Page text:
Is it just me, or are things with tech these days going a little sideways?

Just a month ago people were shocked, shocked that Facebook would allow third-party vendors to make off with their private data. “Trust us,” Facebook responded, “from now on we’ll keep all your data secure [that our surveillance gained and will continue to collect].” Facebook’s share price has since recovered and people are using Facebook more than ever.

I wonder if most people are paying attention. Or want to.

I spoke with someone last week who wasn’t aware, until I told her, that Instagram is owned by Facebook. “You might like my radio show,” I said. “No,” my acquaintance said, “I might be too scared of what I’d learn.”

Who can blame people for wanting to ignore what’s happening? The reality seems too big to grasp, and the necessary change – breaking up Facebook and Google, for starters – seems out of reach.

But! There’s good news. Consider:

• Both left-leaning organizations and some right-leaning politicians are looking at breaking up Facebook, a rare glimmer of bipartisan agreement.

• Guests on 60 Minutes last night argued that Google is a monopoly in several industries. Google needs to be broken up: our best hope to get the ball rolling is EU competition commissioner Margrethe Vestager.

• I’ve featured several guests on my Techtonic radio show with good news about change in tech. Listen to the shows on WFMU or via podcast. David Sax (“The Revenge of Analog” author), Anya Kamenetz (“The Art of Screen Time” author and NPR reporter), Corey Pein (“Live Work Work Work Die” author), and Len Sherman (Columbia Business School professor) all suggest ways we can live better in – and make change to – a world dominated by Big Tech.

• Finally, with a nod to Bruce Schneier (“The primary business model of the internet is built on mass surveillance” – source), I present you with a song I wrote about surveillance, set to “Camptown Races.”

“Building a Surveillance State”

Listen to the song here. I played it during a recent episode of Techtonic.

Lyrics, for your sing along:

Building a surveillance state
Google, Google
Privacy is what they hate
All Google day

It’s Facebook, too
They’re spying on you
We’ve got to change before it’s too late
All Google day

For more reading about Google…

How to Keep Google From Owning Your Online Life, by David Pierce in the WSJ (May 8). Interesting that the Wall Street Journal is offering alternatives to Google services.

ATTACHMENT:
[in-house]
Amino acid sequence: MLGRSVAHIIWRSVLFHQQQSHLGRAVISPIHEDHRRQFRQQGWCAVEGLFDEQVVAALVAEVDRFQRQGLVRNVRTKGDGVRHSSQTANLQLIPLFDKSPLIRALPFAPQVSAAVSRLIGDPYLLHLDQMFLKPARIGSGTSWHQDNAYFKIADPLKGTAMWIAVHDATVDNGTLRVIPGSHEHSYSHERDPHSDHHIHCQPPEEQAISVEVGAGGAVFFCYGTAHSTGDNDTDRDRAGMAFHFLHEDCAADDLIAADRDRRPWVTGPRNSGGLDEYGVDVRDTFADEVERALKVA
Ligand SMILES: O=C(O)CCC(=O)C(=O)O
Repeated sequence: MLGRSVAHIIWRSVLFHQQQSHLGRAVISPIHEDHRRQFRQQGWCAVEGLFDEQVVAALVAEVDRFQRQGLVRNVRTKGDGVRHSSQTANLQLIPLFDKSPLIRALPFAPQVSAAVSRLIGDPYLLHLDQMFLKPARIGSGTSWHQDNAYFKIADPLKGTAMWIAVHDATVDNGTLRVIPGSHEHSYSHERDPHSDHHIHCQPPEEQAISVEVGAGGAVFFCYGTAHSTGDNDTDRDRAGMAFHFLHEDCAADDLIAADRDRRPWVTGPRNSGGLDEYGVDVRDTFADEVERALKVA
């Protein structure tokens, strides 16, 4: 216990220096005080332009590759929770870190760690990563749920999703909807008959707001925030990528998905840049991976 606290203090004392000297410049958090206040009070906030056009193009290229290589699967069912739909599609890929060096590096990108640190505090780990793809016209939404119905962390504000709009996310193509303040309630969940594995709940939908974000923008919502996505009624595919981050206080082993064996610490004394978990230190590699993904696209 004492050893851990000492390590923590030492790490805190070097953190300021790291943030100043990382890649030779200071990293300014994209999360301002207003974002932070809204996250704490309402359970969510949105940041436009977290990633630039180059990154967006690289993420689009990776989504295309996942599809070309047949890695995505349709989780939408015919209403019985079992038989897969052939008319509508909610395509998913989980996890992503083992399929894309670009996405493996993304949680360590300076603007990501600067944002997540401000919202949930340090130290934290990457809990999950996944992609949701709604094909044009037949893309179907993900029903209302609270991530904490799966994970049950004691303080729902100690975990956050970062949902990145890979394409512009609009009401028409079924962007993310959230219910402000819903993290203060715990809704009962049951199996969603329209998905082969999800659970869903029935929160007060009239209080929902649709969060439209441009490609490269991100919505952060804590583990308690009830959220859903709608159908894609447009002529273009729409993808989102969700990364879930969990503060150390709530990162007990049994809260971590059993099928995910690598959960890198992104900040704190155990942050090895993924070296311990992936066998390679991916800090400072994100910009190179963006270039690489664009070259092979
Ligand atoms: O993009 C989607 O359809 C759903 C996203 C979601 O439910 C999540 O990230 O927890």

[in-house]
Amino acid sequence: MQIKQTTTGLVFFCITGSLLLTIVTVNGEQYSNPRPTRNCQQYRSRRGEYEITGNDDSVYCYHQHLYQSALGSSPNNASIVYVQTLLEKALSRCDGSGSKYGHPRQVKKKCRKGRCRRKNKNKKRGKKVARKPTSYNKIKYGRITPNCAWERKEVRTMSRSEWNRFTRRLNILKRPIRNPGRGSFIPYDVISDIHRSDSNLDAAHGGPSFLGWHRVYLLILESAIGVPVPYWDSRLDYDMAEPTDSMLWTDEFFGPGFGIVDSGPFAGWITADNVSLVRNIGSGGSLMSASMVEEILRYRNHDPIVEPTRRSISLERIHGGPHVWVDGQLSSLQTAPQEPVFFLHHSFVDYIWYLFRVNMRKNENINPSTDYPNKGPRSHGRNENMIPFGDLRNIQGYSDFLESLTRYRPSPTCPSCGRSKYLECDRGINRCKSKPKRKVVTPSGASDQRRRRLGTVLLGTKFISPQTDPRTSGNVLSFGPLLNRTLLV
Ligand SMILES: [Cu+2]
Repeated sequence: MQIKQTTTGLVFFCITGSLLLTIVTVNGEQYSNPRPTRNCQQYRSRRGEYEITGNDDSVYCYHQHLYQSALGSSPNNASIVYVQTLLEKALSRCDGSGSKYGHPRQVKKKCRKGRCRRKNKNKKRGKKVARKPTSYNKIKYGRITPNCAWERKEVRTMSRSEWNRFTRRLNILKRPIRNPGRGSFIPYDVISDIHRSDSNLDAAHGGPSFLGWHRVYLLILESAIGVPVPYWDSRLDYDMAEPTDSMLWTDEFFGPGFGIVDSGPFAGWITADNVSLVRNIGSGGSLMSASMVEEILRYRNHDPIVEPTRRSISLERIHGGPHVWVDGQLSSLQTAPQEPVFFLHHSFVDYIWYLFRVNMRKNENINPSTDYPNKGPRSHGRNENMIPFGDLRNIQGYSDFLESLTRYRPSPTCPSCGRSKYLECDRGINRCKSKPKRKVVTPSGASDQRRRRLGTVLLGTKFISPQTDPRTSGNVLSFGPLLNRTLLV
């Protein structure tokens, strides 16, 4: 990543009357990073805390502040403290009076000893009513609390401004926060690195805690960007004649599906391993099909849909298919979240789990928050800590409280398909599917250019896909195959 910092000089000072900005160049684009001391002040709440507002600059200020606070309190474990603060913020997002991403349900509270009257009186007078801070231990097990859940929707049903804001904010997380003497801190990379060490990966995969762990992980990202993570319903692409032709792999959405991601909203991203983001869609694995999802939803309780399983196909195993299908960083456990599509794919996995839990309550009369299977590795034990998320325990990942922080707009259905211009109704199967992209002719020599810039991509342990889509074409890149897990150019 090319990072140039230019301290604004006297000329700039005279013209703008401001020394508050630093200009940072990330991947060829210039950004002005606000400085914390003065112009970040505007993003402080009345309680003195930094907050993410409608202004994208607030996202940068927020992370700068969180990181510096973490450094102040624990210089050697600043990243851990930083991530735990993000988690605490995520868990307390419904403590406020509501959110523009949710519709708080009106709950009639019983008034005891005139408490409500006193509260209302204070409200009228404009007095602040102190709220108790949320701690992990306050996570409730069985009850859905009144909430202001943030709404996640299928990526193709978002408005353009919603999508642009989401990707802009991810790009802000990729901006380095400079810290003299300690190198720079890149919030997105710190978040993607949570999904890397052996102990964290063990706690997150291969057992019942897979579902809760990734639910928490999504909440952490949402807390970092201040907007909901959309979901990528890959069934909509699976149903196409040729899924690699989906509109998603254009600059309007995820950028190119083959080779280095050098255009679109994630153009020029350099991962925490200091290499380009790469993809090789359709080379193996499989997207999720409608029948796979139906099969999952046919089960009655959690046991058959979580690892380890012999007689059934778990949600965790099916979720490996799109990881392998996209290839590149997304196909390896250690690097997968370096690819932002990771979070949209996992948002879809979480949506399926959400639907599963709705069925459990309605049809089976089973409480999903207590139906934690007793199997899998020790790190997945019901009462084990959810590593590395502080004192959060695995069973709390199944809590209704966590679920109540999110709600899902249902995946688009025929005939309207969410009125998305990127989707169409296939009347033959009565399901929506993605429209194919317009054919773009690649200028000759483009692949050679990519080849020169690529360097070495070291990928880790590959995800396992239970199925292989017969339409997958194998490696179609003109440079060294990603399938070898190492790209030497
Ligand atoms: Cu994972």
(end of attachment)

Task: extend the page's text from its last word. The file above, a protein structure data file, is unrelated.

Who Has More of Your Personal Data Than Facebook? Try Google, writes Christopher Mims in the WSJ.

Google’s New Voice Bot Sounds, Um, Maybe Too Real (NPR, May 9): “On the first day of Google’s annual conference for developers, the company showed off a robot with a voice so convincingly human that it was able to call a salon and book a haircut – never revealing that it wasn’t a real person making the call. CEO Sundar Pichai demonstrated the new AI technology on Tuesday at the Google I/O conference.”

Google insiders claim that “the final version of Duplex, the stunning AI bot that sounded so real it fooled humans, may be purposefully made less scary.” (Business Insider)

What Google is doing with your data, by John Rolfe in the Queensland Times (May 14): “Experts from Oracle claim Google is draining roughly one gigabyte of mobile data monthly from Android phone users’ accounts as it snoops in the background, collecting information to help advertisers. . . . The information fed back to Google includes barometric pressure readings so it can work out, for example, which level of a shopping mall you are on. By combining this with your coordinates Google knows which shops you have visited. . . . Only turning off a phone prevents monitoring.”

Don’t forget Facebook…

Jaron Lanier speaking about Facebook and Google as “behavior modification empires” that “rely on behavior modification and spying” for their business models. It’s cheaper to pay them to ruin things than to make positive change. Perhaps, Lanier says, it’s time for subscription fees. (Hey, it worked for HBO and Netflix!) “I don’t believe our species can survive unless we fix this,” Lanier concludes. “In the meantime, if the companies won’t change, delete your accounts.”